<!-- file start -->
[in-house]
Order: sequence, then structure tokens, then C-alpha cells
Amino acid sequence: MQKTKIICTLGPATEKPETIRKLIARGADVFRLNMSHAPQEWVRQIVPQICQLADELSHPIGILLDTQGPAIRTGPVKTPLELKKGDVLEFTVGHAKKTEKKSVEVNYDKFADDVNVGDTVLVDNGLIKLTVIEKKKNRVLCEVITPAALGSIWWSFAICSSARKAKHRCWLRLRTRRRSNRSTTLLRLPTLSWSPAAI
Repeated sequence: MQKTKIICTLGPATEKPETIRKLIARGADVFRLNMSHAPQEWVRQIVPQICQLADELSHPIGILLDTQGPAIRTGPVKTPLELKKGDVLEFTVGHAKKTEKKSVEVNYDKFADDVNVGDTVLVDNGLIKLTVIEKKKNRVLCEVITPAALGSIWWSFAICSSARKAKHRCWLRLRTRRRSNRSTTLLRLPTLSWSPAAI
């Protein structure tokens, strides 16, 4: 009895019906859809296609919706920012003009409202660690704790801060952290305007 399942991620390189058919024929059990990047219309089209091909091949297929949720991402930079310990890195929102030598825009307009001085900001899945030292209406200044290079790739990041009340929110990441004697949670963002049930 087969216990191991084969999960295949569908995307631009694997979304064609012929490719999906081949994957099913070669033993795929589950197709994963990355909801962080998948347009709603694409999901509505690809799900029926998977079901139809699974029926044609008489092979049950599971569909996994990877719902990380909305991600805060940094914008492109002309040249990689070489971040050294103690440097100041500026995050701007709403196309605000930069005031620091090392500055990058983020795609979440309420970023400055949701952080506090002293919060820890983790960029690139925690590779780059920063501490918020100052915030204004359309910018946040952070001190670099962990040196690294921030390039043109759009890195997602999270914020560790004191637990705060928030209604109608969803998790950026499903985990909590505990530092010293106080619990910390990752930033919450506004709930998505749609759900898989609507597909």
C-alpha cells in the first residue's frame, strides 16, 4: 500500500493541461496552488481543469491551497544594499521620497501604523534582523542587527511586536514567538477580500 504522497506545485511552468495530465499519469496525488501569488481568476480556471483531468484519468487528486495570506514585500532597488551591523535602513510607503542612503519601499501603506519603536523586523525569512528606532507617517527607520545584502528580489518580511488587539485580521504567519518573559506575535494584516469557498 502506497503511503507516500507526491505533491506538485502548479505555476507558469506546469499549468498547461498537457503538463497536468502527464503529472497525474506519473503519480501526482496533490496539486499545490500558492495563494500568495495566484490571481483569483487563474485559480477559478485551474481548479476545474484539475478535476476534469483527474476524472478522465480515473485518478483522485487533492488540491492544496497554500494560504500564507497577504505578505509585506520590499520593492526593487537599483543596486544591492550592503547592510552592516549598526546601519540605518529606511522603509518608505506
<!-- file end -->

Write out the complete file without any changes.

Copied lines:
[in-house]
Order: sequence, then structure tokens, then C-alpha cells
Amino acid sequence: MQKTKIICTLGPATEKPETIRKLIARGADVFRLNMSHAPQEWVRQIVPQICQLADELSHPIGILLDTQGPAIRTGPVKTPLELKKGDVLEFTVGHAKKTEKKSVEVNYDKFADDVNVGDTVLVDNGLIKLTVIEKKKNRVLCEVITPAALGSIWWSFAICSSARKAKHRCWLRLRTRRRSNRSTTLLRLPTLSWSPAAI
Repeated sequence: MQKTKIICTLGPATEKPETIRKLIARGADVFRLNMSHAPQEWVRQIVPQICQLADELSHPIGILLDTQGPAIRTGPVKTPLELKKGDVLEFTVGHAKKTEKKSVEVNYDKFADDVNVGDTVLVDNGLIKLTVIEKKKNRVLCEVITPAALGSIWWSFAICSSARKAKHRCWLRLRTRRRSNRSTTLLRLPTLSWSPAAI
């Protein structure tokens, strides 16, 4: 009895019906859809296609919706920012003009409202660690704790801060952290305007 399942991620390189058919024929059990990047219309089209091909091949297929949720991402930079310990890195929102030598825009307009001085900001899945030292209406200044290079790739990041009340929110990441004697949670963002049930 087969216990191991084969999960295949569908995307631009694997979304064609012929490719999906081949994957099913070669033993795929589950197709994963990355909801962080998948347009709603694409999901509505690809799900029926998977079901139809699974029926044609008489092979049950599971569909996994990877719902990380909305991600805060940094914008492109002309040249990689070489971040050294103690440097100041500026995050701007709403196309605000930069005031620091090392500055990058983020795609979440309420970023400055949701952080506090002293919060820890983790960029690139925690590779780059920063501490918020100052915030204004359309910018946040952070001190670099962990040196690294921030390039043109759009890195997602999270914020560790004191637990705060928030209604109608969803998790950026499903985990909590505990530092010293106080619990910390990752930033919450506004709930998505749609759900898989609507597909």
C-alpha cells in the first residue's frame, strides 16, 4: 500500500493541461496552488481543469491551497544594499521620497501604523534582523542587527511586536514567538477580500 504522497506545485511552468495530465499519469496525488501569488481568476480556471483531468484519468487528486495570506514585500532597488551591523535602513510607503542612503519601499501603506519603536523586523525569512528606532507617517527607520545584502528580489518580511488587539485580521504567519518573559506575535494584516469557498 502506497503511503507516500507526491505533491506538485502548479505555476507558469506546469499549468498547461498537457503538463497536468502527464503529472497525474506519473503519480501526482496533490496539486499545490500558492495563494500568495495566484490571481483569483487563474485559480477559478485551474481548479476545474484539475478535476476534469483527474476524472478522465480515473485518478483522485487533492488540491492544496497554500494560504500564507497577504505578505509585506520590499520593492526593487537599483543596486544591492550592503547592510552592516549598526546601519540605518529606511522603509518608505506